The final draft technical recommendations to the AIFMD submitted by EMSA2 no longer has the ‘equivalency’ régime that was envisaged for compliance by ‘third countries’. This was previously of great concern to non-EU funds that have or wish to target EU based sophisticated investors. The EMSA technical advice on implementing measures now focuses on the non-EU manager or non- EU funds regulation and compliance with the AIFMD in their own country and this allows jurisdictions such as the Cayman Islands to ascertain how they can comply with the requirements of AIFMD from a regulatory point of view.

1 http://www.esma.europa.eu/system/files/2011_379.pdf 2 http://www.esma.europa.eu/system/files/2011_379.pdf

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Requirements to continue to market Cayman Islands funds to EU investors from July 2013

In order to market to EU investors from 22 July 2013 an EU investment manager will require to be authorized by the regulator in their country in accordance with the AIFMD. EU member states will on the whole retain their current private placement regimes until 2015 (they are not obliged to do so) provided the non-EU manager meets certain requirements of the AIFMD. This is a crucial point for the non-EU managers managing Cayman Islands Funds.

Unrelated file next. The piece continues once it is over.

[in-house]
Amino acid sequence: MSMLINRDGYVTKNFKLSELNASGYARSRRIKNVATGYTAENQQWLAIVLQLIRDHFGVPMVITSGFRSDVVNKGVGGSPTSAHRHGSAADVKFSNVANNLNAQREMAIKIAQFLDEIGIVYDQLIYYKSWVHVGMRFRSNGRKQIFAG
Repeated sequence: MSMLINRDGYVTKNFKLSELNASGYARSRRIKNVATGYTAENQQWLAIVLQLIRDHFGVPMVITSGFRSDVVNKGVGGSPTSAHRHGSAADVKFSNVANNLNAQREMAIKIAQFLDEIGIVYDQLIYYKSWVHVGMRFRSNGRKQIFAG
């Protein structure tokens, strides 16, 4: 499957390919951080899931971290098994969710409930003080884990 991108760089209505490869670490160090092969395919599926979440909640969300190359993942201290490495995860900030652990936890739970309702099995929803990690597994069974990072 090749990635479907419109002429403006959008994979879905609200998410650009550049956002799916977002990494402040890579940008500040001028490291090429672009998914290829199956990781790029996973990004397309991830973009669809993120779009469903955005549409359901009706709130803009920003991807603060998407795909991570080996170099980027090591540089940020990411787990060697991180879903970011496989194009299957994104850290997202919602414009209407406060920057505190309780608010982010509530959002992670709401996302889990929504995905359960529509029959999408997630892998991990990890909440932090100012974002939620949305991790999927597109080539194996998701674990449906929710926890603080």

Where such funds market to EU investors under that EU county’s private placement laws non-EU managers can continue to provide services and activities after the AIFMD comes into force3 subject to the following requirements:

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Requirements on non-EU Managers from 2013

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Current status

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The provision of detailed information to the potential EU investor including all fees and charges


This is normally provided in the Offering Document